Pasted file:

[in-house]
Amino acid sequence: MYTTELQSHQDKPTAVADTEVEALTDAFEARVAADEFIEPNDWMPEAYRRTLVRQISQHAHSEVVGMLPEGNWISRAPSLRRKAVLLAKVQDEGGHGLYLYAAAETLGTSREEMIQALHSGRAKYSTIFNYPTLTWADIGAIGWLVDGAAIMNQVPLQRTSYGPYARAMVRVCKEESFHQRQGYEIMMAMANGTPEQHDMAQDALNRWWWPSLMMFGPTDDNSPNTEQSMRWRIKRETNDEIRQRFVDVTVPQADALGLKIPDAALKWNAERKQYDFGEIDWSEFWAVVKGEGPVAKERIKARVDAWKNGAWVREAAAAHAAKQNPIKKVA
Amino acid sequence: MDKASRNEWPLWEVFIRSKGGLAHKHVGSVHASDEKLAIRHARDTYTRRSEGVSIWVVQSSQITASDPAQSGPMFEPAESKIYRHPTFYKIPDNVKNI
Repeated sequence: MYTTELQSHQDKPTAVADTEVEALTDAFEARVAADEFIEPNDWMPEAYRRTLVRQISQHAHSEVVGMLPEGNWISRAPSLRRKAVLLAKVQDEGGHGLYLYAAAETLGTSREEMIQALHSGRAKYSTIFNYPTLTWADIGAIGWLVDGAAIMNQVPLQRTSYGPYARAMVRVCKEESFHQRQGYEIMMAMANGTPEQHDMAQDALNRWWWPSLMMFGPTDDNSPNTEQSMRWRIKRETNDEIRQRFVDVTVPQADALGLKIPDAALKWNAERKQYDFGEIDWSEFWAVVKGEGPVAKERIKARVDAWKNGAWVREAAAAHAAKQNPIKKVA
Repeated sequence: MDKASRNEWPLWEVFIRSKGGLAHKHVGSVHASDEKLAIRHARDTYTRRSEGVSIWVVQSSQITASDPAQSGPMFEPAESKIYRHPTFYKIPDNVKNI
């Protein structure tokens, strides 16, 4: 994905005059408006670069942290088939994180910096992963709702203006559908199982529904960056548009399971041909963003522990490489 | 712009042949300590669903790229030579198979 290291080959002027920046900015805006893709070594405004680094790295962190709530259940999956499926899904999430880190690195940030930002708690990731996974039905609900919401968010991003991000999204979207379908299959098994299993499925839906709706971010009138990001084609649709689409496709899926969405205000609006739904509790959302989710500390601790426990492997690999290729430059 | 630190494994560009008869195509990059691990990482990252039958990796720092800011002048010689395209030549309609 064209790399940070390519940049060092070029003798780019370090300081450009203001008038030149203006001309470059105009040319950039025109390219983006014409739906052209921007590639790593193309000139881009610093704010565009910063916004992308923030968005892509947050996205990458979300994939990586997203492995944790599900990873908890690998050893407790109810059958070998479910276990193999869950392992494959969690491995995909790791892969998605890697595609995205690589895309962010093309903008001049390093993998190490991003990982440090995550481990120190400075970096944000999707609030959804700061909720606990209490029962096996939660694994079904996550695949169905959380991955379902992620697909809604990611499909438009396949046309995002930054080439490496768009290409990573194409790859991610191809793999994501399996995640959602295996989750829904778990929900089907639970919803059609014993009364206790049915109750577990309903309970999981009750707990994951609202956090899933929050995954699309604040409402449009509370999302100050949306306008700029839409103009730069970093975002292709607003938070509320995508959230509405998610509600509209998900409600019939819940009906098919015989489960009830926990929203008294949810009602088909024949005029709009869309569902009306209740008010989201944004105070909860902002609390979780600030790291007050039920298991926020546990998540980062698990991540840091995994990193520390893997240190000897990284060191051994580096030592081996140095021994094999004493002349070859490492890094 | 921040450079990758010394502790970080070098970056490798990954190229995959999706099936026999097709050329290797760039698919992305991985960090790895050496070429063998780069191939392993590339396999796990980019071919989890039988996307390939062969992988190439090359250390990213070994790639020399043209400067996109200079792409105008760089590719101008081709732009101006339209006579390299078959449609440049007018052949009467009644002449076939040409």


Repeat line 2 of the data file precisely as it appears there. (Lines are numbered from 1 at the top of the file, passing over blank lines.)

Amino acid sequence: MYTTELQSHQDKPTAVADTEVEALTDAFEARVAADEFIEPNDWMPEAYRRTLVRQISQHAHSEVVGMLPEGNWISRAPSLRRKAVLLAKVQDEGGHGLYLYAAAETLGTSREEMIQALHSGRAKYSTIFNYPTLTWADIGAIGWLVDGAAIMNQVPLQRTSYGPYARAMVRVCKEESFHQRQGYEIMMAMANGTPEQHDMAQDALNRWWWPSLMMFGPTDDNSPNTEQSMRWRIKRETNDEIRQRFVDVTVPQADALGLKIPDAALKWNAERKQYDFGEIDWSEFWAVVKGEGPVAKERIKARVDAWKNGAWVREAAAAHAAKQNPIKKVA